St. Charles Unit District 303 school board members told district staff last week they won't be happy with a foreign language program that creates parrots instead of students who can actually read, write and speak another language.
The district will implement an enhanced foreign language curriculum at the new Davis-Richmond grade level center this fall. Parents initially only seemed interested in an enhanced Spanish program, but district staff said they also will create an enhanced French language program.
District staff showed a board of education committee a sneak preview of the foreign language curriculum for the first year. Staff said they do expect some growing pains since it's the first time the district has ever had anything like it.
"This is going to be a serious experience for the kids, but we also know that 8-year-olds learn differently than 17-year-olds," said Becky McCabe, area assistant superintendent for K-5 education. "We're interested in making sure they get a good, solid start to loving another language and that it's tied to the content that they're learning. It isn't going to be an after-school program. It's going to be part of their school day, but it's kind of messy here at the beginning because this is our first attempt."
School Board Vice President Kathy Hewell said parents and the board have high expectations for the program. Indeed, the grade level center program as a whole will be under scrutiny to succeed following both a contentious vote and a lawsuit over the creation of grade level centers.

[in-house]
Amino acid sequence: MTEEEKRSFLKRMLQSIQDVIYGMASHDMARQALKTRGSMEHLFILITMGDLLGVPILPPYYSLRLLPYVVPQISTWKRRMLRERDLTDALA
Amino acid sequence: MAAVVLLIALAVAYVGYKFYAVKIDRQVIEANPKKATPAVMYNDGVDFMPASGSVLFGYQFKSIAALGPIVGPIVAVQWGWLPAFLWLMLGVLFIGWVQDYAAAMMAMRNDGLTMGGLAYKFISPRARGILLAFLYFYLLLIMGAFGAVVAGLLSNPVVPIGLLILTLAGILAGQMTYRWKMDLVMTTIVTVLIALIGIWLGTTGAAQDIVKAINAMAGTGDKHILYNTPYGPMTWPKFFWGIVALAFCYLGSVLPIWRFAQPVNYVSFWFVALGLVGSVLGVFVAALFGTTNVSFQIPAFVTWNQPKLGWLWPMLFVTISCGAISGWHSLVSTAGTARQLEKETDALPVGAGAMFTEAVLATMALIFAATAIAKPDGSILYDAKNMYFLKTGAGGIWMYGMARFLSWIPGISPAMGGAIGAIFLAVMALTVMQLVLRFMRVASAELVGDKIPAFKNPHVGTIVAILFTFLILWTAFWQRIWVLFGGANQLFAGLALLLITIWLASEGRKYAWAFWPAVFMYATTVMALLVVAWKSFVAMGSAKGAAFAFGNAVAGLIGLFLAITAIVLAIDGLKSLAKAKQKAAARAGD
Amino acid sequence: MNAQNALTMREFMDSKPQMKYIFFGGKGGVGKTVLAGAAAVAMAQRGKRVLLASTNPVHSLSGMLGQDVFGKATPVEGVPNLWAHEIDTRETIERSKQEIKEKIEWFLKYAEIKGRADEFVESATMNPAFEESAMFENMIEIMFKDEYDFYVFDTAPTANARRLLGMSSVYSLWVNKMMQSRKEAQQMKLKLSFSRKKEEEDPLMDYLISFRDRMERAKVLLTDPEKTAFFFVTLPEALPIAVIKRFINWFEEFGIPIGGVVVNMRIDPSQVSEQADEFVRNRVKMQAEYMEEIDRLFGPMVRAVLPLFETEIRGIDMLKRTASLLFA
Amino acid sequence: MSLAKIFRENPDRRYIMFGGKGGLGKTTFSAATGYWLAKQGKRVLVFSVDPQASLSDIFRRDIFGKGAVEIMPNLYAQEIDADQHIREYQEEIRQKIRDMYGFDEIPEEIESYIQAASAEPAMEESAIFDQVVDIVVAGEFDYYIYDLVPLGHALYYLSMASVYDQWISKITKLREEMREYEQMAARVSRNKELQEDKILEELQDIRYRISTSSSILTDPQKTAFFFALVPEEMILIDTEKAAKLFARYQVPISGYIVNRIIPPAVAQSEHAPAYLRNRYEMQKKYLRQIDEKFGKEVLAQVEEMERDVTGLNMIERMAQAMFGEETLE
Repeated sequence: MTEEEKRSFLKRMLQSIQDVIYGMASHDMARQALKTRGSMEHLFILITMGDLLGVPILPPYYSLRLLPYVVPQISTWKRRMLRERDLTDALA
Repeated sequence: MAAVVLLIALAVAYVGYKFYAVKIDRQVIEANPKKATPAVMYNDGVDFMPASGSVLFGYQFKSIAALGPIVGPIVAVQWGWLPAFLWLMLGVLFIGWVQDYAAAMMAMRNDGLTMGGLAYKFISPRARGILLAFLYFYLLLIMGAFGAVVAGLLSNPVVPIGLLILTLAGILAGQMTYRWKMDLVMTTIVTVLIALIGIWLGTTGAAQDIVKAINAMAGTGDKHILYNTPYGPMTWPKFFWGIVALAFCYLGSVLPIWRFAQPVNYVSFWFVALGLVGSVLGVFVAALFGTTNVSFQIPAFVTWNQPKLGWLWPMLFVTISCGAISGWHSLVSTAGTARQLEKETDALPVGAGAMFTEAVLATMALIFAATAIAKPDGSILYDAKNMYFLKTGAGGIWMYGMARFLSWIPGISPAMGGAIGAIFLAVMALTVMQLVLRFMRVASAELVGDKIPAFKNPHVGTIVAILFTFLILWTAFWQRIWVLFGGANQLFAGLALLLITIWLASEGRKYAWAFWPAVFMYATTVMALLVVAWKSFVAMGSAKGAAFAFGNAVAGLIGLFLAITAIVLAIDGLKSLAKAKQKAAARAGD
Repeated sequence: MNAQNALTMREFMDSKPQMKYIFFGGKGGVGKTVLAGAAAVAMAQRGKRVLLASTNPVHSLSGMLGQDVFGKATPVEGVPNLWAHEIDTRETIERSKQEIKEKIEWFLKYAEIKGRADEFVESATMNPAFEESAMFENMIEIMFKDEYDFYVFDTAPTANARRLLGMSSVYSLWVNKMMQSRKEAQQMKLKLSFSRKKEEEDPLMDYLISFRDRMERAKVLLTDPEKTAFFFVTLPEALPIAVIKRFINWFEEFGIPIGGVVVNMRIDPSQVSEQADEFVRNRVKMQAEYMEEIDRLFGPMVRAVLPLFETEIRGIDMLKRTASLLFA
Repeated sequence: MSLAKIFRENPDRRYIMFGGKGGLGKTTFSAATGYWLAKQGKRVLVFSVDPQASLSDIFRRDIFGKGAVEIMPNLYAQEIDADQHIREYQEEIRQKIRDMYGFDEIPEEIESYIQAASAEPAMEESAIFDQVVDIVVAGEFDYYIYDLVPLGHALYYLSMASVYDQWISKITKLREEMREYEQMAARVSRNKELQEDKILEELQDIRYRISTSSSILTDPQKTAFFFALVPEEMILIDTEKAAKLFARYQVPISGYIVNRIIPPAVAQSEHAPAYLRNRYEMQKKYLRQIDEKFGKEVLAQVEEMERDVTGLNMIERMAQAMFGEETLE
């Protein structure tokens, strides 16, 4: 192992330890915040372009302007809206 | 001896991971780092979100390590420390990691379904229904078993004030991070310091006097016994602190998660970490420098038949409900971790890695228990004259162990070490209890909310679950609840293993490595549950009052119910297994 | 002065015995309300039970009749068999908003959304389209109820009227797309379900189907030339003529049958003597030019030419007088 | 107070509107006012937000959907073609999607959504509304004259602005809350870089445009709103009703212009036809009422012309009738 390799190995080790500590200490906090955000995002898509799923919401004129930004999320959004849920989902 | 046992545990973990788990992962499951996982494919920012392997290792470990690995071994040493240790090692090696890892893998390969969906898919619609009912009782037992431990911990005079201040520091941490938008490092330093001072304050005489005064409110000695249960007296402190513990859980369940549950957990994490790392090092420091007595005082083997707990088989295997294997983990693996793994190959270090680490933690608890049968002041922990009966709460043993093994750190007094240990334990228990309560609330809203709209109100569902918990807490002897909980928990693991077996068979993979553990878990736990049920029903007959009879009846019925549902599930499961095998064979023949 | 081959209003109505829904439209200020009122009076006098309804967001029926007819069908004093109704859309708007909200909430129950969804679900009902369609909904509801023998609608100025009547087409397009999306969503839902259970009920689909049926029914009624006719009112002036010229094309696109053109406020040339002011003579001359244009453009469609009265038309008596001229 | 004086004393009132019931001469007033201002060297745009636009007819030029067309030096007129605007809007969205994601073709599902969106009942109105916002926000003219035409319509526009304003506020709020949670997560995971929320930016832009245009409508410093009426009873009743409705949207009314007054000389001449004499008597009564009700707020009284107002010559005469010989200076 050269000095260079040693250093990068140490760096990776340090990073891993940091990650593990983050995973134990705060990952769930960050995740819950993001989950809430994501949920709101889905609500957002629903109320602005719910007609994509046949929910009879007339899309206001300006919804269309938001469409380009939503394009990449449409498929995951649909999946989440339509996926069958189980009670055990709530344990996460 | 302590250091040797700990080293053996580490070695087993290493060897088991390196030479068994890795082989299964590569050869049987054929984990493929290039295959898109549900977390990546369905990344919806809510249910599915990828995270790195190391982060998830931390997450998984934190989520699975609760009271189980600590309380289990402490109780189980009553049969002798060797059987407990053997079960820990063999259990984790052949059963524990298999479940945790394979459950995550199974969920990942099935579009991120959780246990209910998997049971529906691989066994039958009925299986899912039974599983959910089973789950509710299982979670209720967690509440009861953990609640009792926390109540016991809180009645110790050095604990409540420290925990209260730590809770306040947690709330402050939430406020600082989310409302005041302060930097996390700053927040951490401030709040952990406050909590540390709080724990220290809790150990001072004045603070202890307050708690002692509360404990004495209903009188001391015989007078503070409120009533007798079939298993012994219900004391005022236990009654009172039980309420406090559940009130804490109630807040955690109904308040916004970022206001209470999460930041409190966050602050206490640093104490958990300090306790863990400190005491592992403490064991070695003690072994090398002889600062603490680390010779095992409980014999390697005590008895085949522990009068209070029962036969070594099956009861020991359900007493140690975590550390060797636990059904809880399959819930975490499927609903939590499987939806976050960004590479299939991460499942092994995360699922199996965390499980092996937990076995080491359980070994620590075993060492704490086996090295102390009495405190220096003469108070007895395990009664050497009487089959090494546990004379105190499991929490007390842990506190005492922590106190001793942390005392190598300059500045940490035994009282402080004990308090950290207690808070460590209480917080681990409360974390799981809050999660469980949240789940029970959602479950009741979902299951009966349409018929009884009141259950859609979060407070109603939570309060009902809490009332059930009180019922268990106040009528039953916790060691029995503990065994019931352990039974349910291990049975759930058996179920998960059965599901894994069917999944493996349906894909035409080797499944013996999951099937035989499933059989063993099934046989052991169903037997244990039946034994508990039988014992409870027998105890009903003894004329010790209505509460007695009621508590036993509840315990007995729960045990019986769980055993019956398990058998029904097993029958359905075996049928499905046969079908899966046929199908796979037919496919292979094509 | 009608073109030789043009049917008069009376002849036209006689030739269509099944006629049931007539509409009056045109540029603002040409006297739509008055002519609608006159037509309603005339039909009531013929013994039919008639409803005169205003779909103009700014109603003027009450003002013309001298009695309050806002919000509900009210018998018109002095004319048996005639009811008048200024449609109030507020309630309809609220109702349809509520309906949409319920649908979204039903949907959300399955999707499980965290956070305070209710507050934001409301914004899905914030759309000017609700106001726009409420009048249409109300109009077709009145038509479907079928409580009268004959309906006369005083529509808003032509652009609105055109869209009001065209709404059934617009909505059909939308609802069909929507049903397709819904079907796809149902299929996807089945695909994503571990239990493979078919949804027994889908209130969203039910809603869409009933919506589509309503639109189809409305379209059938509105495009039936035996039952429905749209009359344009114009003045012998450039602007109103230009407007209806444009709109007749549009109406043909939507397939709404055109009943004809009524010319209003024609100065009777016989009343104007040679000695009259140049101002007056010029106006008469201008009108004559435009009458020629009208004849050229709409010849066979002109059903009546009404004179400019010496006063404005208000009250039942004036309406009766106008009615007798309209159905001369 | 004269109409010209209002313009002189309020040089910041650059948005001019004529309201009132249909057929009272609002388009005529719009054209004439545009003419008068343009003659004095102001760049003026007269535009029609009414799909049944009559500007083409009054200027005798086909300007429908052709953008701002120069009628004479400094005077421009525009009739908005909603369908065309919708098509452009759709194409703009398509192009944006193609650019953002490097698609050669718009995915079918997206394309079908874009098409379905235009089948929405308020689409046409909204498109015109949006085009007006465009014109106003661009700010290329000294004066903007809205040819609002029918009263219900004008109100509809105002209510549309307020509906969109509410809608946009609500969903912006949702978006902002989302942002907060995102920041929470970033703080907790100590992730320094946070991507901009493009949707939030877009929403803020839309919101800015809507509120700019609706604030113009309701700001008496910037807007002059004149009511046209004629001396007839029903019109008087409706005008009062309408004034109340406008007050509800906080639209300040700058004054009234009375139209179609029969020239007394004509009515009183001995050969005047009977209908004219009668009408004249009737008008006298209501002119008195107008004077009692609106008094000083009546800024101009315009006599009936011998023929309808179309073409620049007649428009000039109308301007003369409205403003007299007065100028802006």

"Everyone wants it to be a success," Hewell said. "I'm interested that students really do learn a language and move on."
Hewell said she hopes by the third year of the program students involved will move toward true fluency in the language of their choice. Tweaking of the curriculum may be necessary before that happens, she said.
"Right now I'm concerned they are going to be parroting rather than really start to learn the language," Hewell said. "There's a lot on culture and geography in the curriculum. I appreciate that, but we're not teaching Spanish culture. The idea is to teach Spanish. The kids should come out of this having a real leg up."
McCabe promised district staff will adjust the curriculum as it proves necessary.
"The kids may go much faster than we all anticipate," McCabe said. "We're basing it first on standards, and then we'll make sure we're meeting the needs of the kids."